Nigerians are generally dismayed by Trump’s latest travel ban, which severely restricts immigration to the United States from our country and five others. The reason given for this collective punishment is our government’s failure to share certain relevant security information with the United States and international security agencies. But the ban is not likely to dent the prevailing attitude toward Trump here. Trump polls tracking data on his popularity within the country has been consistent for the past three years, and the most recent survey, published by the Pew Research Center in January, shows that almost 6 in 10 Nigerians believe that Trump will “do the right thing regarding world affairs.”
Many Nigerians perception of Trump as tough, no-nonsense, blunt, pro-religion and entertaining could be in part why Trump polls show a majority of people in this deeply religious and most populous country in Africa like him. Like a fire eater, he swallows every challenge that comes his way. Each time it appears as if he’s down, he rises, seemingly stronger. Utterances that make Americans cringe don’t seem to faze him. Trump has spread more hatred of immigrants than any American in history
Trump once described African nations as “shithole” countries and this is evident in the African multitudes risking death by drowning to escape to Europe. In 2017, the bodies of 26 Nigerian young women and girls were recovered from the Mediterranean Sea, following their attempt to reach Europe in a rubber boat. Out of 181,000 migrants who arrived by sea to Italy from Libya in 2016, about 11,000 women and 3,000 children traveling were from Nigeria, according to the United Nations.
Nigerians have never been under any illusion about the world wanting to welcome random Africans with wide-open arms, but that has not stopped them from dreaming and trying anyway. In a 2018 Pew survey, 45 percent of Nigerian adults said they planned to move to another country in the next five years.
In recent times Nigerians have had cause to pray for God’s intervention, before and after acquiring a U.S. visa because it suddenly became a task more herculean than ever. People who have traveled freely to the United States for decades were suddenly being denied visas without explanation. Newspaper columns registered their shock and anger, and local media covered the alarming situation widely. Even securing an appointment at the U.S. Embassy has become difficult, with applicants sometimes waiting up to five months for a chance to be interviewed.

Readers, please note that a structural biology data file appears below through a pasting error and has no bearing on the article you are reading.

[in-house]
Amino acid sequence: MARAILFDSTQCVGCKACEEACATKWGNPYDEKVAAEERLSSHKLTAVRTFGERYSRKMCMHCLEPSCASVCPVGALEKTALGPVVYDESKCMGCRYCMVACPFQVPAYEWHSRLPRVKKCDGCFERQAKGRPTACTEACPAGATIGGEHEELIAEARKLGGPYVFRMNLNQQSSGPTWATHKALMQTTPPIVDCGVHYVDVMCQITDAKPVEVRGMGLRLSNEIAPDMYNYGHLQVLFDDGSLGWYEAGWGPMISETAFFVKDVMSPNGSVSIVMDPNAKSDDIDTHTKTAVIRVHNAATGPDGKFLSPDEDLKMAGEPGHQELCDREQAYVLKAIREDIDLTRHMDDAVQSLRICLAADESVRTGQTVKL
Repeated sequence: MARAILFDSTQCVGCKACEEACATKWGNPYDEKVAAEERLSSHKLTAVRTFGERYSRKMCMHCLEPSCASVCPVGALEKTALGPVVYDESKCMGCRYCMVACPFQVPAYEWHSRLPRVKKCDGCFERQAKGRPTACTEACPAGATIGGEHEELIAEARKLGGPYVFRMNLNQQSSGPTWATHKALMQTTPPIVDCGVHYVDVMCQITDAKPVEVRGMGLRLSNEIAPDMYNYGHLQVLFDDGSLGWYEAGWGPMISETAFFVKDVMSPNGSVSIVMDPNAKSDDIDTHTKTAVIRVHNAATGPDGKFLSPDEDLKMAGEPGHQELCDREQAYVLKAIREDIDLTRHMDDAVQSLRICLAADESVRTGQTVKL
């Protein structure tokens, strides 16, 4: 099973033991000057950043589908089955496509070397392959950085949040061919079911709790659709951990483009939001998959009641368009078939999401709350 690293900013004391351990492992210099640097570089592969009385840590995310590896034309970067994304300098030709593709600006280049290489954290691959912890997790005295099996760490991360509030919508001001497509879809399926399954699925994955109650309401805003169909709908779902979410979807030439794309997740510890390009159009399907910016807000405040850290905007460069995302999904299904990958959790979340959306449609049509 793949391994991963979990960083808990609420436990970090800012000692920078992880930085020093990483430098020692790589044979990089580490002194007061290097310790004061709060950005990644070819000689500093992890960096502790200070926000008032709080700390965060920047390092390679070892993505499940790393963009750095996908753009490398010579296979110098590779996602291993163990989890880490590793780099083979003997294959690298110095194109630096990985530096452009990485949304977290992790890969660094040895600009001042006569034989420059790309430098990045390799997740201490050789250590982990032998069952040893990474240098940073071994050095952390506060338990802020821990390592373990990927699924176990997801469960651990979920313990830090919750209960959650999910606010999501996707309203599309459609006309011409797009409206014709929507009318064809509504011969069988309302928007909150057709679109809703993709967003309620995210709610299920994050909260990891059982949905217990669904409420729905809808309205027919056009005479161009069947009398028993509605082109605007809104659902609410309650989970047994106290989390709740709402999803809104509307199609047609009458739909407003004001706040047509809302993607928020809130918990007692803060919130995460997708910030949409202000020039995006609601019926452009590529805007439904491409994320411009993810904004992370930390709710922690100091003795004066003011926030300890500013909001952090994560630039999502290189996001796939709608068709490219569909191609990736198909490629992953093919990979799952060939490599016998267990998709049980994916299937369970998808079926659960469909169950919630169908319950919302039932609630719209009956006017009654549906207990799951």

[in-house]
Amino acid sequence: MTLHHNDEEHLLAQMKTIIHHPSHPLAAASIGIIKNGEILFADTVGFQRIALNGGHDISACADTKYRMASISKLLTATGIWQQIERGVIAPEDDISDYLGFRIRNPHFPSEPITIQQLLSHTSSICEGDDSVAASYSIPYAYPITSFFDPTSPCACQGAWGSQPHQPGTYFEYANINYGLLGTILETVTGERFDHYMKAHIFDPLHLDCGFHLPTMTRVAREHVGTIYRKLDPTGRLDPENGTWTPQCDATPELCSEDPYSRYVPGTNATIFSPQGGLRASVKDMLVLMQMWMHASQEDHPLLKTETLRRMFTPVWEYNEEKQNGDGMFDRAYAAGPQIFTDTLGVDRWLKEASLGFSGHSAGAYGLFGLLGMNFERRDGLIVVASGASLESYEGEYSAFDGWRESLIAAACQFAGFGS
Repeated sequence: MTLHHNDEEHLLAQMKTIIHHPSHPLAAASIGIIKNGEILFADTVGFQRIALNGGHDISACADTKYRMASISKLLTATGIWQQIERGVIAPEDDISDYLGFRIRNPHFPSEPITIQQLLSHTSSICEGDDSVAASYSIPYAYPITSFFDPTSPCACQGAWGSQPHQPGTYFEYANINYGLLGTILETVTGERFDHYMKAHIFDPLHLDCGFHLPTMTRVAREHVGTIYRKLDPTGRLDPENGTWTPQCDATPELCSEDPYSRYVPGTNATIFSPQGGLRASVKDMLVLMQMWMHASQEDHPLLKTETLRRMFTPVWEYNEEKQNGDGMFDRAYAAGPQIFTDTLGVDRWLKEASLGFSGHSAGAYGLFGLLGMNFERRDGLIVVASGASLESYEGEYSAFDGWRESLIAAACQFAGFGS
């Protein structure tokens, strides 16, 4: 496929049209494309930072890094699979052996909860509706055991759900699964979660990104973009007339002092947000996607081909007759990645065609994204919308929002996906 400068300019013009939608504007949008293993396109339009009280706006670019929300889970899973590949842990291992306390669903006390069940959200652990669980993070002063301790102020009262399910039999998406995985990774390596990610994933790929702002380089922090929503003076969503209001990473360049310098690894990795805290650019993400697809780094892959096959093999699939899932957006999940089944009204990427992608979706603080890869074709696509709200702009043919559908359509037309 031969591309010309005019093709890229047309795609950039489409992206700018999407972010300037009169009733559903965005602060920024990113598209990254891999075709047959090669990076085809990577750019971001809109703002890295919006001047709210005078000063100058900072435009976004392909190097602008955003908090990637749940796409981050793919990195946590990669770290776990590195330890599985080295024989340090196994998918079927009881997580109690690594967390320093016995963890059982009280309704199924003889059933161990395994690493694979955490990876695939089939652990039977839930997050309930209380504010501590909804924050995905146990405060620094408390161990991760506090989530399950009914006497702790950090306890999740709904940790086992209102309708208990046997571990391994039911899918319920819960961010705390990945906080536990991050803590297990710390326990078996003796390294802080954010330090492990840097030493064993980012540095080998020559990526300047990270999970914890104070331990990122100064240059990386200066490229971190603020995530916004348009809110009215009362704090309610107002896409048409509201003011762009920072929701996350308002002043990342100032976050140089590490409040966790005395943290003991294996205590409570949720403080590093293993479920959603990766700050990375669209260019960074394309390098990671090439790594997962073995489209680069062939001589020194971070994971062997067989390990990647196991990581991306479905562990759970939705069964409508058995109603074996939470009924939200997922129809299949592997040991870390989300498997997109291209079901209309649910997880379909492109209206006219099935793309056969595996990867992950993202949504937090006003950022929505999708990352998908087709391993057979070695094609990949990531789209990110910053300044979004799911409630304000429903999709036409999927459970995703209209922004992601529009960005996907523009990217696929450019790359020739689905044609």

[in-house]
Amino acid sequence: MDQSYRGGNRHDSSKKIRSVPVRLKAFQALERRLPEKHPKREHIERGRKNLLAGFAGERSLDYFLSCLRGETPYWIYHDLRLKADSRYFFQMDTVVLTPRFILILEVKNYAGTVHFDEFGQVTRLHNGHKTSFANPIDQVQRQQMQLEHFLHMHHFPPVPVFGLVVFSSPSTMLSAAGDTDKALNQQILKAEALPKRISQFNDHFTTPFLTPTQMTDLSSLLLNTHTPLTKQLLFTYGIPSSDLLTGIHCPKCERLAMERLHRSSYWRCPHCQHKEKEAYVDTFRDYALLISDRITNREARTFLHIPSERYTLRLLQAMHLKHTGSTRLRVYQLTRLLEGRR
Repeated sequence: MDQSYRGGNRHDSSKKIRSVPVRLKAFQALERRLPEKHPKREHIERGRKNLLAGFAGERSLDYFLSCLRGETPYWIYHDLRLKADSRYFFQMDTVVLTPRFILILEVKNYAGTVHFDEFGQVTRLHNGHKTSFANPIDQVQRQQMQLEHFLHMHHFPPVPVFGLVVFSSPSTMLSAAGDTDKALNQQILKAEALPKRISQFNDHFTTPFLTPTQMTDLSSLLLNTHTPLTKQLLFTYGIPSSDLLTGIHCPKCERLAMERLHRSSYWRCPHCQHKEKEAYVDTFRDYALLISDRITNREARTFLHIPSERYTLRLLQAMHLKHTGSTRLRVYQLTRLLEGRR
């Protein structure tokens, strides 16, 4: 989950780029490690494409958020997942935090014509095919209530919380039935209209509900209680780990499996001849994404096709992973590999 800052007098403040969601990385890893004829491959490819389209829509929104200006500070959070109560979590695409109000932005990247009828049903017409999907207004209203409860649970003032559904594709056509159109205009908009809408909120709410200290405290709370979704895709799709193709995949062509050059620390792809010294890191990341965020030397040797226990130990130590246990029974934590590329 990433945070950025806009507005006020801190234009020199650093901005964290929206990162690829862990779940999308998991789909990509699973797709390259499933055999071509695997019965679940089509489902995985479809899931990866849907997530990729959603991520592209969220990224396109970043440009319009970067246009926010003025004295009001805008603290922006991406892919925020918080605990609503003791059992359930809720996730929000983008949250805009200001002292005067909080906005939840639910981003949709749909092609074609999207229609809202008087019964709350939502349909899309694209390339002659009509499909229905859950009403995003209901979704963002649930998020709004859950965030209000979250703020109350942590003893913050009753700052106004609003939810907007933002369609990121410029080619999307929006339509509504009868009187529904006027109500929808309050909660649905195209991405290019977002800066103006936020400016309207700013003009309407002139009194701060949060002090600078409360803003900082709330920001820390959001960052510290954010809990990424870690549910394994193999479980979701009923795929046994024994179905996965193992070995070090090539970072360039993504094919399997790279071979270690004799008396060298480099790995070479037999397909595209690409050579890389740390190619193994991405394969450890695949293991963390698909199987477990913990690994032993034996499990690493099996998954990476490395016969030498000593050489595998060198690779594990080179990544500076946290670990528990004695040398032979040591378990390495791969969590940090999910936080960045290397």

International media reports on the travel ban have described Nigeria with glittering phrases: It’s “Africa’s largest economy” with a “booming tech ecosystem,” whose migrants are “among the most educated and successful in the United States.” But it is also a greatly diverse country that has produced the Boko Haram terrorist group, which has pledged allegiance to the Islamic State and now parades as its West Africa arm. Majority of Nigerians know it would be unwise for Trump to pretend that threats from northern Nigeria don’t exist. He needs to protect Americans from Nigerians whom even Nigerians need to be protected from.
Most local frustrations about the travel ban are directed at the government of Muhammadu Buhari, rather than at Trump. Multiple local media reports have said that the Trump administration tried for more than a year to work with the Nigerian government to upgrade our country’s information-sharing procedures and avoid the ban. But Nigeria failed to meet the minimum security requirements for verifying travelers’ identities and singling out those who may pose a national security threat. “The current Nigerian administration may have its deficiencies and deep faults,” said Atiku Abubakar, an opposition leader and former presidential candidate, in an open appeal to the United States on Twitter, “but the Nigeria people ought not to be punished for their inefficiencies.”
As soon as the ban was announced, quick action replaced lethargy. Buhari immediately set up a committee to “study and address” the security requirements that will get Nigeria off the list. In a meeting with the U.S. State Department, Nigeria’s foreign minister, Geoffrey Onyeama, promised that the government would soon complete the process of making information on criminal history, links to terrorism, stolen passports and the like, available to Interpol and other relevant international agencies. It’s frightening to think that none of this was being done before now. Nigerians’ romance with Trump may end someday, but not over the travel ban.
Gift Joseph Okpakorese